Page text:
Description : This introductory textbook for undergraduate courses in galactic astrophysics and cosmology was developed as a more compact and focused alternative to its parent volume, An Introduction to Modern Astrophysics. Aimed at astronomy and physics majors, it offers thorough coverage of galactic structure and evolution, active galaxies, cosmology, and the
Description : An Introduction to Modern Astrophysics is a comprehensive, well-organized and engaging text covering every major area of modern astrophysics, from the solar system and stellar astronomy to galactic and extragalactic astrophysics, and cosmology. Designed to provide students with a working knowledge of modern astrophysics, this textbook is suitable for astronomy and physics majors who have had a first-year introductory physics course with calculus. Featuring a brief summary of the main scientific discoveries that have led to our current understanding of the universe; worked examples to facilitate the understanding of the concepts presented in the book; end-of-chapter problems to practice the skills acquired; and computational exercises to numerically model astronomical systems, the second edition of An Introduction to Modern Astrophysics is the go-to textbook for learning the core astrophysics curriculum as well as the many advances in the field.
Description : "The scope of modern astrophysics is the entire cosmos and everything in it. 'The tapestry of modern astrophysics' provides advances undergraduates or graduate-level students with a comprehensive introduction to the subject"--from p.  of cover.
Description : An Introduction to Stellar Astrophysics aspires to provide the reader with an intermediate knowledge on stars whilst focusing mostly on the explanation of the functioning of stars by using basic physical concepts and observational results. The book is divided into seven chapters, featuring both core and optional content: Basic concepts Stellar Formation Radiative Transfer in Stars Stellar Atmospheres Stellar Interiors Nucleosynthesis and Stellar Evolution and Chemically Peculiar Stars and Diffusion. Student-friendly features include: Detailed examples to help the reader better grasp the most important concepts A list of exercises is given at the end of each chapter and answers to a selection of these are presented. Brief recalls of the most important physical concepts needed to properly understand stars. A summary for each chapter Optional and advanced sections are included which may be skipped without interfering with the flow of the core content. This book is designed to cover the most important aspects of stellar astrophysics inside a one semester (or half-year) course and as such is relevant for advanced undergraduate students following a first course on stellar astrophysics, in physics or astronomy programs. It will also serve as a basic reference for a full-year course as well as for researchers working in related fields.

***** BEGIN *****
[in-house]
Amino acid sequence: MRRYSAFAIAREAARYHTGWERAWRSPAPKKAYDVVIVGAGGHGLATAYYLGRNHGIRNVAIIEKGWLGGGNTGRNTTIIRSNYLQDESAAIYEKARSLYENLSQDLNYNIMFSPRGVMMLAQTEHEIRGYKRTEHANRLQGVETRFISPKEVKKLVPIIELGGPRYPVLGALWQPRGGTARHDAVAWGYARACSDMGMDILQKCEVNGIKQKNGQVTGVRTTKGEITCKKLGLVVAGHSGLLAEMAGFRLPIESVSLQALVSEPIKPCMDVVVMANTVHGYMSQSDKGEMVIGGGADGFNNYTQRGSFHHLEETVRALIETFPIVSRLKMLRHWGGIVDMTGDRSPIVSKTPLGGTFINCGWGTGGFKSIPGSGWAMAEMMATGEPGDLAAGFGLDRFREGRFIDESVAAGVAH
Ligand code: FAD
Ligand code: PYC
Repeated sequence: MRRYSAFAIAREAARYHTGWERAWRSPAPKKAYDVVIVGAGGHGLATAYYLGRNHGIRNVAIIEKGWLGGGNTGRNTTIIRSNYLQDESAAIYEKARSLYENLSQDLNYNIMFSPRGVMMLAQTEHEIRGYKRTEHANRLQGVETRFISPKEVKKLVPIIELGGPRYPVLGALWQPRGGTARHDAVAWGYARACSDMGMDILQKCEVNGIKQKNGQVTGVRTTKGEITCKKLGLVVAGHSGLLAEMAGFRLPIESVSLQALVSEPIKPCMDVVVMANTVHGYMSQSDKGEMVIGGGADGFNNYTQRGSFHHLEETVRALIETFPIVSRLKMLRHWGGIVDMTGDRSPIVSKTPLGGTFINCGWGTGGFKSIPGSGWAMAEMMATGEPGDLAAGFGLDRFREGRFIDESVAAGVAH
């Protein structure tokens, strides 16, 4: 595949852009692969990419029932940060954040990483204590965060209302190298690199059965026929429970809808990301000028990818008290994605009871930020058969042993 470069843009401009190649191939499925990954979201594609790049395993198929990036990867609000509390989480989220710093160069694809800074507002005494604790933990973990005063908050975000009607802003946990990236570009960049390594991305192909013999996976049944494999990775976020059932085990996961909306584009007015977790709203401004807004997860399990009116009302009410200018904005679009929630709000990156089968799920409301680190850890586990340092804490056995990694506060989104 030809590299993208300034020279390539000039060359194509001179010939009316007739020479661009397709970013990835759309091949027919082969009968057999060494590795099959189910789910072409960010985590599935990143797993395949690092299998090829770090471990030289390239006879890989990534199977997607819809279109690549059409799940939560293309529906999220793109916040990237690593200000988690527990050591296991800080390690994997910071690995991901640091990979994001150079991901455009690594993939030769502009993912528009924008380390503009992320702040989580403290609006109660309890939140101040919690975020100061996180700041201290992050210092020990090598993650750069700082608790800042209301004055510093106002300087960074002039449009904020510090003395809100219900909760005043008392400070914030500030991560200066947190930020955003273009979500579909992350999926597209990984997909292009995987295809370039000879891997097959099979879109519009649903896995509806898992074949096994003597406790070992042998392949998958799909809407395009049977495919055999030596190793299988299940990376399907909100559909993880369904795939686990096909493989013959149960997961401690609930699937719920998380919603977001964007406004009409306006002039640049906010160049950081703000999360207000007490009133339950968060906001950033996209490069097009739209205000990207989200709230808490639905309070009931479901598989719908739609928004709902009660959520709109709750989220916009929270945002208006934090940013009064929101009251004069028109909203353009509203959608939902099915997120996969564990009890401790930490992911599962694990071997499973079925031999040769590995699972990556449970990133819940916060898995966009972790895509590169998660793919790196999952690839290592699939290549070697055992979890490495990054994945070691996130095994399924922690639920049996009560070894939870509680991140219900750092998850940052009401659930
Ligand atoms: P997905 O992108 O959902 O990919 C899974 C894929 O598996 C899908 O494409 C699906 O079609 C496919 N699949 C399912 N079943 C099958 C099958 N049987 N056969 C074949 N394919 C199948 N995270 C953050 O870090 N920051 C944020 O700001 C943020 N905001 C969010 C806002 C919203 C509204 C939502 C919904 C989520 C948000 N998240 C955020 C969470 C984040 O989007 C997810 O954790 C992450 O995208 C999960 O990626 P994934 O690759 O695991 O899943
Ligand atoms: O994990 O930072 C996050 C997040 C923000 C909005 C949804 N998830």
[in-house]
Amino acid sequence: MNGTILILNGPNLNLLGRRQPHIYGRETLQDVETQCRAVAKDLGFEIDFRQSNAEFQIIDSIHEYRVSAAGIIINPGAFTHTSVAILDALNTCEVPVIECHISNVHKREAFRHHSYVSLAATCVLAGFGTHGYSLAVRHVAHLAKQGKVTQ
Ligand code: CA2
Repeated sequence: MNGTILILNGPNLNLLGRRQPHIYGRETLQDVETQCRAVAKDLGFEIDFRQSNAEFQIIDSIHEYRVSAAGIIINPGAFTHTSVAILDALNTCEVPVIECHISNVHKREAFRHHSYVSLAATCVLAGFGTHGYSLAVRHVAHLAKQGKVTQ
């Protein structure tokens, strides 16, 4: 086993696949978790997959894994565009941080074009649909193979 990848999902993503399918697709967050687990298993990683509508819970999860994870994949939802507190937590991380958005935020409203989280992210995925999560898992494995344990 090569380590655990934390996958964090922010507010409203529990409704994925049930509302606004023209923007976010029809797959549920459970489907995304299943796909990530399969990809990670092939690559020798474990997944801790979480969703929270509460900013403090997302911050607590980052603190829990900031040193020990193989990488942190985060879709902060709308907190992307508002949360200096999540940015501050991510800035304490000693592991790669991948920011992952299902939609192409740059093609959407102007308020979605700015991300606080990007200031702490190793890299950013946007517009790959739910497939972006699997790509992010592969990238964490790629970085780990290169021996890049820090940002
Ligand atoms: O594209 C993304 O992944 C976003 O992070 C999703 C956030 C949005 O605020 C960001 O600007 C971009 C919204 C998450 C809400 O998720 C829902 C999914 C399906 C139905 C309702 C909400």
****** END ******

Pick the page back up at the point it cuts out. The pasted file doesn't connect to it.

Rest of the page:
Description : This second edition has been updated and substantially expanded. Starting with the description of our home galaxy, the Milky Way, this cogently written textbook introduces the reader to the astronomy of galaxies, their structure, active galactic nuclei, evolution and large scale distribution in the Universe. After an extensive and thorough introduction to modern observational and theoretical cosmology, the focus turns to the formation of structures and astronomical objects in the early Universe. The basics of classical astronomy and stellar astrophysics needed for extragalactic astronomy are provided in the appendix. While this book has grown out of introductory university courses on astronomy and astrophysics and includes a set of problems and solutions, it will not only benefit undergraduate students and lecturers; thanks to the comprehensive coverage of the field, even graduate students and researchers specializing in related fields will appreciate it as a valuable reference work.